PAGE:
Mapping of electrostatic and magnetic forces
If the tip of atomic force microscopy is located at rather large distance from the surface
(i.e. 20 nm), then the intesity of interatomic forces is small. Long-range forces which there predominate are of electrostatic origin
or magnetic if we work with feromagnetic materials.
The microscope can easily be used for volume mapping such forces. In such cases we refer to EFM - electric force microscopy or
MFM - magnetic force microscopy.
For measurement of electrostatic forces it is sufficient to use conductive tip similarly to the measurement of
local electric current (even the electric circuit is the same, but the tip is not in contact with the surface).
The tips are mostly made of dopped silicon or covered with thin conductive layer, for example platinum.
Special type of measurement is mapping of contact potential by use of alternating voltage between the tip and surface while subtracting
the DC component of voltage on the tip (KPFM - Kelvin probe force microscopy) and capacity measurement of the tip - surface in
capacity microscopy (SCM - Scanning capacitance microscopy).
Measurement of field intensity is measured in several levels above the sample which enables to
acquire more data for eventual reconstruction of charge distribution or sample magnetization and also it is possible
to estimate influence of other forces between tip and the sample.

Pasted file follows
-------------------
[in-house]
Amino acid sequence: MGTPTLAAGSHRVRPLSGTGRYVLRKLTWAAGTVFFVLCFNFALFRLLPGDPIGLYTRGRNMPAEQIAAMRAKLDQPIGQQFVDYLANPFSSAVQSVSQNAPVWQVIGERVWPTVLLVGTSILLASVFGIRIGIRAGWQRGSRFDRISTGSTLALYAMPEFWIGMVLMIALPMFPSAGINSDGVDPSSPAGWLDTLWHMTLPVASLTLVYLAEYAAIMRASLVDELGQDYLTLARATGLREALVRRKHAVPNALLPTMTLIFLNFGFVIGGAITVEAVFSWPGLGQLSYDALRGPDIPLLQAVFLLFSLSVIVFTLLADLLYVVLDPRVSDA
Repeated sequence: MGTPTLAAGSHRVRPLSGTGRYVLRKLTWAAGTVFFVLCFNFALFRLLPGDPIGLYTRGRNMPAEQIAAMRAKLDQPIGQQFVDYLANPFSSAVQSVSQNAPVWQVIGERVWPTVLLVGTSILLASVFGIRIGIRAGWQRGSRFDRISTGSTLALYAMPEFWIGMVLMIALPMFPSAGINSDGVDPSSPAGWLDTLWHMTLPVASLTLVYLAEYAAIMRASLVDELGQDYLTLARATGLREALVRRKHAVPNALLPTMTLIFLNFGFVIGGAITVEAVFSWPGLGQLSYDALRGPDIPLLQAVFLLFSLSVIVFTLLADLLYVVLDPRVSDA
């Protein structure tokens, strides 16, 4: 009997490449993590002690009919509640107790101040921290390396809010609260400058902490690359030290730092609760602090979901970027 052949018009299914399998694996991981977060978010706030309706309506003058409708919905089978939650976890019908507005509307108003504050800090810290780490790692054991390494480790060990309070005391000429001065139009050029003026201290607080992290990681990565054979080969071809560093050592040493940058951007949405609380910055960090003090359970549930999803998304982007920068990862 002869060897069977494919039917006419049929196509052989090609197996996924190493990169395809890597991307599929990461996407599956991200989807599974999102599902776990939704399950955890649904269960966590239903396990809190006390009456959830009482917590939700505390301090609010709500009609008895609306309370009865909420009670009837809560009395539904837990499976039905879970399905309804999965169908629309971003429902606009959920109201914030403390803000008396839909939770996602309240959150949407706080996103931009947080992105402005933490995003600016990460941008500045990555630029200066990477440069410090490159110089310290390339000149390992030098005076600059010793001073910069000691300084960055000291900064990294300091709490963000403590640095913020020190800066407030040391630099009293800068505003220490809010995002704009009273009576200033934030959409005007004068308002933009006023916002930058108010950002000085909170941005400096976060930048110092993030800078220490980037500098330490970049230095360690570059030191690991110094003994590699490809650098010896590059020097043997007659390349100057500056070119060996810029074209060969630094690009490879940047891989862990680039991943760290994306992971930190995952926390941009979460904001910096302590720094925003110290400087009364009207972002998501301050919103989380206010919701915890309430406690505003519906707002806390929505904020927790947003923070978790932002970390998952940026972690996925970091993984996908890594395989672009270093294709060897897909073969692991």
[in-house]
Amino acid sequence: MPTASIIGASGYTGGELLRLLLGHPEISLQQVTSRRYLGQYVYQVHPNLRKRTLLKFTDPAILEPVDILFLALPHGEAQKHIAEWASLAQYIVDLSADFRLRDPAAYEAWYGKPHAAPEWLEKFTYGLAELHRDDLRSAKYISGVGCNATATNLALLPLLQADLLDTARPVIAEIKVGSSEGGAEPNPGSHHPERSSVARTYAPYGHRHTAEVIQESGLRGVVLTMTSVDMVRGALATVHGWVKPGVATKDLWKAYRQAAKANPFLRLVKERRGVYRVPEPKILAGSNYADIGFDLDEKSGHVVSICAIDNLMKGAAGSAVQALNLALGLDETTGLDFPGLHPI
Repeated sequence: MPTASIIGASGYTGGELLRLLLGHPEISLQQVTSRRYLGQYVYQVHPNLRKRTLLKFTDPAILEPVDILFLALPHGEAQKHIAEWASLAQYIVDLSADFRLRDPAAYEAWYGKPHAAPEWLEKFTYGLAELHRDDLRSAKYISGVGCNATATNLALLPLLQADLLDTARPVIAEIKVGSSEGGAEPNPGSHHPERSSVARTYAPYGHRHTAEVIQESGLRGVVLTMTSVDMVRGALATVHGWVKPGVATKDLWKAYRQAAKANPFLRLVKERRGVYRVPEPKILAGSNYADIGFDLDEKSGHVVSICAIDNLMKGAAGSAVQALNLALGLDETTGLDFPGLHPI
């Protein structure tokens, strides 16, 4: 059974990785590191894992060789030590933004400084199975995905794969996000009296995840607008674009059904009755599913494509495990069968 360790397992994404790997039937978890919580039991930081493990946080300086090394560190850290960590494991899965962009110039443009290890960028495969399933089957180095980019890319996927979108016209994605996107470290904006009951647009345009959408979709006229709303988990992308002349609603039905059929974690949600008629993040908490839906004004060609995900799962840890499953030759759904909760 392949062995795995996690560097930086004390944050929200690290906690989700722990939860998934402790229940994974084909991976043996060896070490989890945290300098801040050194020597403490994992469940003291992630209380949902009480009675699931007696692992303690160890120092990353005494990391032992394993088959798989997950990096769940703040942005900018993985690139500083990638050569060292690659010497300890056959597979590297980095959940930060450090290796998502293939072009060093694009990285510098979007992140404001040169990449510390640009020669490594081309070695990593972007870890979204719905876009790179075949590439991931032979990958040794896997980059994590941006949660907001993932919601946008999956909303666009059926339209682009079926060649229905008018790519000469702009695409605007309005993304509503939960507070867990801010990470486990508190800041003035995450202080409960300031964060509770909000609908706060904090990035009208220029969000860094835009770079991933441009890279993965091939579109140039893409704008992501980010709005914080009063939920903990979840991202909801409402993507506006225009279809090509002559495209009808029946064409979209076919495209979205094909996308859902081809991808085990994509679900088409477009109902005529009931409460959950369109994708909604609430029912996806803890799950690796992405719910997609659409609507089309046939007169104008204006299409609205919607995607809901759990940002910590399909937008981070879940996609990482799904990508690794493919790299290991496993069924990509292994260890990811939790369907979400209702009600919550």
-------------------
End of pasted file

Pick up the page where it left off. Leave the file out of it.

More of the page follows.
Pro měření magnetických sil je nutné použít hrot pokrytý magneticky tvrdým materiálem a před měřením jej
zmagnetizovat, což se děje cívkou, nebo permanentním magnetem. V některých mikroskopech je možné aplikovat magnetické
pole na vzorek, většinou pomocí dlouhých pólových nástavců elektromagnetu umístěného stranou od vzorku.
Mikroskopie magnetických sil nachází uplatnění především při studiu záznamových médií.
|Schema AFM při měření proudu a mapování elektrických polí|
Method with the easiest interpretation of data is probably the measurement of mapping of contact potential, where
the measured quantity is directly the voltage by which it is necessary to compensate the contact potential. If the surface does not
contain complicated morphological structures, the results can be used directly. Other methods are more difficult to use, among other
uncertainity sources of electrostatic measurements these should be taken into account:
- the influence of long range van der Waals forces
- the influence of the probe itself to the distribution of electrostatic field
Also in this situation it is the best method of data interpretation to first calculate
distribution of electrostatic field between the probe and the surface for each pixel of resulting image.
Nevertheless, this is numerically somewhat uneasy.
At measurement of magnetic fields the situation is even more complicated, except the uncertainitied mentioned above
(in magnetic microscopy we should also take into account acting of the electrostatic forces) these effect play the role:
- rather unknown magnetic properties of the tip and their changes during the measurement
- ambiguous dependence between magnetization and field distribution (it is complicated to calculate magnetization from the given field).
Quantitative magnetic microscopy is therefore still very difficult metrology area.